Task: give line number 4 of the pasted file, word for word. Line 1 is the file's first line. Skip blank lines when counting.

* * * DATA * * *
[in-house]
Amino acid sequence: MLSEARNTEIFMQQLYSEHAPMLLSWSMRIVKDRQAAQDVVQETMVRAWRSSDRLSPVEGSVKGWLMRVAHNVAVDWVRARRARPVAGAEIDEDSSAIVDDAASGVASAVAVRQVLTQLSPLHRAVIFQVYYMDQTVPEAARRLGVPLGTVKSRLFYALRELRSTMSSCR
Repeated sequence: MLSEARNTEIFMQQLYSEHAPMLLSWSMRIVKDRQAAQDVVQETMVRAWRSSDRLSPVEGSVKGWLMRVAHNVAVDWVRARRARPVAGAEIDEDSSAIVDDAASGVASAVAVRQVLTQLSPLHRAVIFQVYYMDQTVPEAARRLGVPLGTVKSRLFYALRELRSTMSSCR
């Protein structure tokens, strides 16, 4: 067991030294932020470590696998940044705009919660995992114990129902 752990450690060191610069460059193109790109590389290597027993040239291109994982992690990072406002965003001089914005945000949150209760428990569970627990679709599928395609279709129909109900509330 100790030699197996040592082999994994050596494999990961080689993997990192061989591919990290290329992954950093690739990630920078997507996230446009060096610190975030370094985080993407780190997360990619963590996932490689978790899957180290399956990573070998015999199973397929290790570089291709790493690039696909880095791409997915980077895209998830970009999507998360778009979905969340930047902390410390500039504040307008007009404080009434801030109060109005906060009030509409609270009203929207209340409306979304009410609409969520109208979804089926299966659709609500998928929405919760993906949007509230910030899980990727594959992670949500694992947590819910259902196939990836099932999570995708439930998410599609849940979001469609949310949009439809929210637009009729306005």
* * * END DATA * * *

């Protein structure tokens, strides 16, 4: 067991030294932020470590696998940044705009919660995992114990129902 752990450690060191610069460059193109790109590389290597027993040239291109994982992690990072406002965003001089914005945000949150209760428990569970627990679709599928395609279709129909109900509330 100790030699197996040592082999994994050596494999990961080689993997990192061989591919990290290329992954950093690739990630920078997507996230446009060096610190975030370094985080993407780190997360990619963590996932490689978790899957180290399956990573070998015999199973397929290790570089291709790493690039696909880095791409997915980077895209998830970009999507998360778009979905969340930047902390410390500039504040307008007009404080009434801030109060109005906060009030509409609270009203929207209340409306979304009410609409969520109208979804089926299966659709609500998928929405919760993906949007509230910030899980990727594959992670949500694992947590819910259902196939990836099932999570995708439930998410599609849940979001469609949310949009439809929210637009009729306005």